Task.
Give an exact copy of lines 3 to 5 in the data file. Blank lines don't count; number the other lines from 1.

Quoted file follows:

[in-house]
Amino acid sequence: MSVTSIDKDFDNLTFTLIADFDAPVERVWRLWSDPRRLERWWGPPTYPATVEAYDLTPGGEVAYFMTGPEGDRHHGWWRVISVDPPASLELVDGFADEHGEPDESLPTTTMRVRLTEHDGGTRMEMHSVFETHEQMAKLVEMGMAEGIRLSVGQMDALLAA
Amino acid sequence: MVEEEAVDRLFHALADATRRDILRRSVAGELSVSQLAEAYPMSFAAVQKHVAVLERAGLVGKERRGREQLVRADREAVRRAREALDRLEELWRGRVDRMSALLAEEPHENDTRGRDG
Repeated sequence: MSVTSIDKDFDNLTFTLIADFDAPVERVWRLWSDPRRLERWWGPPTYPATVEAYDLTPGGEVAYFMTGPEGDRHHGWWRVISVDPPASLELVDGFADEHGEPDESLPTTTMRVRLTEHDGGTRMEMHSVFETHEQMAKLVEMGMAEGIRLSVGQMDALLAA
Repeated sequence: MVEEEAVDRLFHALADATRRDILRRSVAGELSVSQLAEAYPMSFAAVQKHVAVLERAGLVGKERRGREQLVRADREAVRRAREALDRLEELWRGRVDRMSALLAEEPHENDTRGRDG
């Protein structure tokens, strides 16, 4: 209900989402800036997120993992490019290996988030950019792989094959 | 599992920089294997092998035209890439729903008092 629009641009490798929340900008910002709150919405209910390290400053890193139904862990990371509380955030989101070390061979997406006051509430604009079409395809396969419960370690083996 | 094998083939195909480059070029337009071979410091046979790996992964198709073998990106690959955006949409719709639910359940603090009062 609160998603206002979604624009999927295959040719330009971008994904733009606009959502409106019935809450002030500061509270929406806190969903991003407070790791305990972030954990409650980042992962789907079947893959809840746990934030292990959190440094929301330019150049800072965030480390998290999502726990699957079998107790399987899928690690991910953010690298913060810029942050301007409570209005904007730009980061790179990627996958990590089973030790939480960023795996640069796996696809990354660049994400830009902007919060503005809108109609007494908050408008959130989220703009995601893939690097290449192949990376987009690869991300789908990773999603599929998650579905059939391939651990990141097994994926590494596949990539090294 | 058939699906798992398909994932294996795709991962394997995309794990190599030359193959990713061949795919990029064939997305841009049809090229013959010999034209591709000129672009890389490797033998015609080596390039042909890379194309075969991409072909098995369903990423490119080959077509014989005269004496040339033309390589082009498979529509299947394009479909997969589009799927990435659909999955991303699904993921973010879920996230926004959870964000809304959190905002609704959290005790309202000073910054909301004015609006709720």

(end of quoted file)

Amino acid sequence: MVEEEAVDRLFHALADATRRDILRRSVAGELSVSQLAEAYPMSFAAVQKHVAVLERAGLVGKERRGREQLVRADREAVRRAREALDRLEELWRGRVDRMSALLAEEPHENDTRGRDG
Repeated sequence: MSVTSIDKDFDNLTFTLIADFDAPVERVWRLWSDPRRLERWWGPPTYPATVEAYDLTPGGEVAYFMTGPEGDRHHGWWRVISVDPPASLELVDGFADEHGEPDESLPTTTMRVRLTEHDGGTRMEMHSVFETHEQMAKLVEMGMAEGIRLSVGQMDALLAA
Repeated sequence: MVEEEAVDRLFHALADATRRDILRRSVAGELSVSQLAEAYPMSFAAVQKHVAVLERAGLVGKERRGREQLVRADREAVRRAREALDRLEELWRGRVDRMSALLAEEPHENDTRGRDG